Treatment Options

Once a physician has received all results of testing and has had a chance to evaluate and examine the patient, he or she will typically make a diagnosis and outline a possible treatment plan. A lot of what this plan entails will depend on the specific cause, as well as the person’s overall health and other preexisting conditions. In most cases, treatment for reactive thrombocytosis involves treating the underlying disease first, which can be complex or relatively simple depending on the circumstances. Once this condition is resolved or alleviated, platelet count will normally stabilize.

Treatment of ET is often a bit more streamlined, but can also be more unpredictable. It may consist of aspirin therapy and medications to reduce platelets, or other lifestyle changes and therapies designed to restore some degree of blood balance. ET is not usually curable, and the disease predisposes a small percentage of patients to develop acute leukemia and fibrosis of the bone marrow. Both of these are much more serious conditions that can be life threatening if not properly handled.


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Post 9

I have a high platelet count and a high white blood cell count. What could be the cause?

Post 8

My platelets were in the millions. What is going on with me?

Post 7

Any thoughts on elevated platelets (695,000), elevated lymphocytes (59.9) in a hypothyroid 30 year old female (has had two children, and is otherwise healthy)?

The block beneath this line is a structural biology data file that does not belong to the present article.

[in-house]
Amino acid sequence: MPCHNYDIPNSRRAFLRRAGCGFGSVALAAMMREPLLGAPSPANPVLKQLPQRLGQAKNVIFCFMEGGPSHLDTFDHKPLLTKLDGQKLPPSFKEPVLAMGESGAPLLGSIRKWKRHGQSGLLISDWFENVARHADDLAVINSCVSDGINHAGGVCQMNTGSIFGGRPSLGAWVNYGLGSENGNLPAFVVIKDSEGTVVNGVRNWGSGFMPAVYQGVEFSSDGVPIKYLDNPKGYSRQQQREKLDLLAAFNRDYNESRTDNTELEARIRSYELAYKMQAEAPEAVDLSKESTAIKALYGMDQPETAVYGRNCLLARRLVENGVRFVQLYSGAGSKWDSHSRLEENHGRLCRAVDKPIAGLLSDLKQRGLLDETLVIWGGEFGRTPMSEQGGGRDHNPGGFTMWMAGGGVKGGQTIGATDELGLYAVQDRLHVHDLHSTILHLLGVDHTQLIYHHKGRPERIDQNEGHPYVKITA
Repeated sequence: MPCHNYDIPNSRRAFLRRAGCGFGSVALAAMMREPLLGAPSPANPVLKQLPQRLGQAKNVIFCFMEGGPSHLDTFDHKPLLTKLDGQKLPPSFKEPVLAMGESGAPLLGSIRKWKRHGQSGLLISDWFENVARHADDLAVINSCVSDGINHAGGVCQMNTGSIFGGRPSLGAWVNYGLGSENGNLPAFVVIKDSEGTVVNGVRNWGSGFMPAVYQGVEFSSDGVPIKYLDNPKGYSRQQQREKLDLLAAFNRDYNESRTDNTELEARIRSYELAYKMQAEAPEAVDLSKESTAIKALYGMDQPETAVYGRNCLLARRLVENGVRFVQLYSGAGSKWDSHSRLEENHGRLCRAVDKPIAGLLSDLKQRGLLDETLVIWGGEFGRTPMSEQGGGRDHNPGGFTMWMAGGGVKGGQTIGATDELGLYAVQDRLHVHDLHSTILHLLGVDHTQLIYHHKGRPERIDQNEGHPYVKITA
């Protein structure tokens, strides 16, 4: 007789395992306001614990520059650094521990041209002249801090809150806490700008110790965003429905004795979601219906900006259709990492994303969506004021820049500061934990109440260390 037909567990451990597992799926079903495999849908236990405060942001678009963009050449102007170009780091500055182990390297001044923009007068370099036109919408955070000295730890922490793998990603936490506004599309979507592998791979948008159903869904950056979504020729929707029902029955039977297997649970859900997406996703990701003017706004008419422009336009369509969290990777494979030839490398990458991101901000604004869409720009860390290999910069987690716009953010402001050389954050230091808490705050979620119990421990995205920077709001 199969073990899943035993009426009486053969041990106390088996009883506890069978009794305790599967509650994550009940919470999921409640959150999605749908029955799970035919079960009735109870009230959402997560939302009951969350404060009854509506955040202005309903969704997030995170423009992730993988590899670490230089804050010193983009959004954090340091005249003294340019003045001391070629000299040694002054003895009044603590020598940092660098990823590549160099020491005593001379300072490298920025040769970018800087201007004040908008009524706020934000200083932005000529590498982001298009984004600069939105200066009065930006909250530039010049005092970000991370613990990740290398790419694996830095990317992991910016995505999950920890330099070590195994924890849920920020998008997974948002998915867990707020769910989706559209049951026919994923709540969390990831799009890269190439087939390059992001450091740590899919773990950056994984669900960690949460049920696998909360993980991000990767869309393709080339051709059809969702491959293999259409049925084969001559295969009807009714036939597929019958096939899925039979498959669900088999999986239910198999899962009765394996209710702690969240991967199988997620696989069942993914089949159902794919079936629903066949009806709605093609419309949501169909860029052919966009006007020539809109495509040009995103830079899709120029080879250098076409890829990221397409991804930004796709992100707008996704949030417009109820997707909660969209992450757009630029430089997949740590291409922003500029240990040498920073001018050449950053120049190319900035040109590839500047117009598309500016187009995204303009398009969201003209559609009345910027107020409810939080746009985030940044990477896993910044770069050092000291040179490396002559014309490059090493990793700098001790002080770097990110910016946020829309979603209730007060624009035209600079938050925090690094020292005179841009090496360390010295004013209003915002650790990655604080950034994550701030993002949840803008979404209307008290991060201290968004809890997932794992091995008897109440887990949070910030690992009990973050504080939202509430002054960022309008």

Post 6

Increased platelets are also seen after exercise or when recovering from illness or surgery, because of the associated inflammation.

Post 5

Can a removed spleen due to trauma cause elevated platelets?

Post 4

Do people ever have a high white blood cell count with a low blood platelet count?

If so, what are some of the possible causes?

Post 3

Although a low platelet count is most often caused by the conditions listed above, it can be associated with a number of other conditions.

For example, liver disease can be one of the causes of low platelets, as is lupus.

Some rare causes of a low blood platelet count include dengue fever, mumps, malaria, non-Hodgkin's lymphoma, rubella, and toxic shock syndrome.

However, if you have a low blood platelet count without any other serious symptoms, it is not likely to be any of the above diseases, so don't worry too much about it -- just get your doctor to check it out, to be on the safe side.

Post 2

@anon61604 -- Although it could be related, the two conditions are likely separate.

You might want to look into other low platelet count causes to see if you could have any of those -- that might give you a better idea of what's going on.

Best of luck.

Post 1

I was hospitalized in Dec for viral pneumonia

and was in isolation for five days

I am home but still have a small amount of fluid

in my right lung. I was told that platelets are still slightly elevated and I go for another blood

and X-ray in early February.

Is this slight elevation in platelets related to pneumonia? Bon